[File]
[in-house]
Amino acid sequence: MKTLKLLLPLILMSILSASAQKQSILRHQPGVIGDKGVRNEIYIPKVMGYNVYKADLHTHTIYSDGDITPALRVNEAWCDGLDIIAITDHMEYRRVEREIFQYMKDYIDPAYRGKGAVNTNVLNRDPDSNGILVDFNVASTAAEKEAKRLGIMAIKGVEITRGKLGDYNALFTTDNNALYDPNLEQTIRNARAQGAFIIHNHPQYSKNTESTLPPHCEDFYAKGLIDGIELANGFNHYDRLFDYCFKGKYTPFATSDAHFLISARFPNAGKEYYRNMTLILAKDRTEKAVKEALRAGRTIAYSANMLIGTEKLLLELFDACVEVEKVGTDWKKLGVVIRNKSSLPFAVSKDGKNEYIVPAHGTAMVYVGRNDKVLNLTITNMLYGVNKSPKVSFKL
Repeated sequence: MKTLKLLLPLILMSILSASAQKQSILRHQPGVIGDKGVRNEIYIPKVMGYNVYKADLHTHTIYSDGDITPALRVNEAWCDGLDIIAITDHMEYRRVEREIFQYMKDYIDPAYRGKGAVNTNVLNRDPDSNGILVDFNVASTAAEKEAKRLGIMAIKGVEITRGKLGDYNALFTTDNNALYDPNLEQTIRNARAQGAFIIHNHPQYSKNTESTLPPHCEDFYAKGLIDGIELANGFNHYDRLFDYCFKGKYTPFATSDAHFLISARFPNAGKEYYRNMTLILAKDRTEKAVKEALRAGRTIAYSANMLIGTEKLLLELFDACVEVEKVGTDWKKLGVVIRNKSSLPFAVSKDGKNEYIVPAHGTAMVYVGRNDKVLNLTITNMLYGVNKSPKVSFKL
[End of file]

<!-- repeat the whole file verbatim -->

[in-house]
Amino acid sequence: MKTLKLLLPLILMSILSASAQKQSILRHQPGVIGDKGVRNEIYIPKVMGYNVYKADLHTHTIYSDGDITPALRVNEAWCDGLDIIAITDHMEYRRVEREIFQYMKDYIDPAYRGKGAVNTNVLNRDPDSNGILVDFNVASTAAEKEAKRLGIMAIKGVEITRGKLGDYNALFTTDNNALYDPNLEQTIRNARAQGAFIIHNHPQYSKNTESTLPPHCEDFYAKGLIDGIELANGFNHYDRLFDYCFKGKYTPFATSDAHFLISARFPNAGKEYYRNMTLILAKDRTEKAVKEALRAGRTIAYSANMLIGTEKLLLELFDACVEVEKVGTDWKKLGVVIRNKSSLPFAVSKDGKNEYIVPAHGTAMVYVGRNDKVLNLTITNMLYGVNKSPKVSFKL
Repeated sequence: MKTLKLLLPLILMSILSASAQKQSILRHQPGVIGDKGVRNEIYIPKVMGYNVYKADLHTHTIYSDGDITPALRVNEAWCDGLDIIAITDHMEYRRVEREIFQYMKDYIDPAYRGKGAVNTNVLNRDPDSNGILVDFNVASTAAEKEAKRLGIMAIKGVEITRGKLGDYNALFTTDNNALYDPNLEQTIRNARAQGAFIIHNHPQYSKNTESTLPPHCEDFYAKGLIDGIELANGFNHYDRLFDYCFKGKYTPFATSDAHFLISARFPNAGKEYYRNMTLILAKDRTEKAVKEALRAGRTIAYSANMLIGTEKLLLELFDACVEVEKVGTDWKKLGVVIRNKSSLPFAVSKDGKNEYIVPAHGTAMVYVGRNDKVLNLTITNMLYGVNKSPKVSFKL